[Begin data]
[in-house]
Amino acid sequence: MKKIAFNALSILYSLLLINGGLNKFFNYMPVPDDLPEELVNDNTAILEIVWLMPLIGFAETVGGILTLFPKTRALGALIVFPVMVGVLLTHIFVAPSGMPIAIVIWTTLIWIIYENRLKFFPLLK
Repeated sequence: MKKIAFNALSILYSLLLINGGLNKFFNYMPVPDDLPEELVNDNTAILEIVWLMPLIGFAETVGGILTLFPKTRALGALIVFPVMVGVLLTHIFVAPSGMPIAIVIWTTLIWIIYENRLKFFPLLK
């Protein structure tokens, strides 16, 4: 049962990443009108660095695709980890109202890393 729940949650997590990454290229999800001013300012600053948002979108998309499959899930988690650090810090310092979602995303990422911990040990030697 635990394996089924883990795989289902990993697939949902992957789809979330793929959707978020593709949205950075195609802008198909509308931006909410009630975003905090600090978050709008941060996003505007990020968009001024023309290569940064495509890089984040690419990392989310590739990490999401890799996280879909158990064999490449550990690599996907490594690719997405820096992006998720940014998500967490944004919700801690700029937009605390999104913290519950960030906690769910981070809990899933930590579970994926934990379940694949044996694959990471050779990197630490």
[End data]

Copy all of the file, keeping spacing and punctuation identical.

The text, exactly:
[in-house]
Amino acid sequence: MKKIAFNALSILYSLLLINGGLNKFFNYMPVPDDLPEELVNDNTAILEIVWLMPLIGFAETVGGILTLFPKTRALGALIVFPVMVGVLLTHIFVAPSGMPIAIVIWTTLIWIIYENRLKFFPLLK
Repeated sequence: MKKIAFNALSILYSLLLINGGLNKFFNYMPVPDDLPEELVNDNTAILEIVWLMPLIGFAETVGGILTLFPKTRALGALIVFPVMVGVLLTHIFVAPSGMPIAIVIWTTLIWIIYENRLKFFPLLK
């Protein structure tokens, strides 16, 4: 049962990443009108660095695709980890109202890393 729940949650997590990454290229999800001013300012600053948002979108998309499959899930988690650090810090310092979602995303990422911990040990030697 635990394996089924883990795989289902990993697939949902992957789809979330793929959707978020593709949205950075195609802008198909509308931006909410009630975003905090600090978050709008941060996003505007990020968009001024023309290569940064495509890089984040690419990392989310590739990490999401890799996280879909158990064999490449550990690599996907490594690719997405820096992006998720940014998500967490944004919700801690700029937009605390999104913290519950960030906690769910981070809990899933930590579970994926934990379940694949044996694959990471050779990197630490």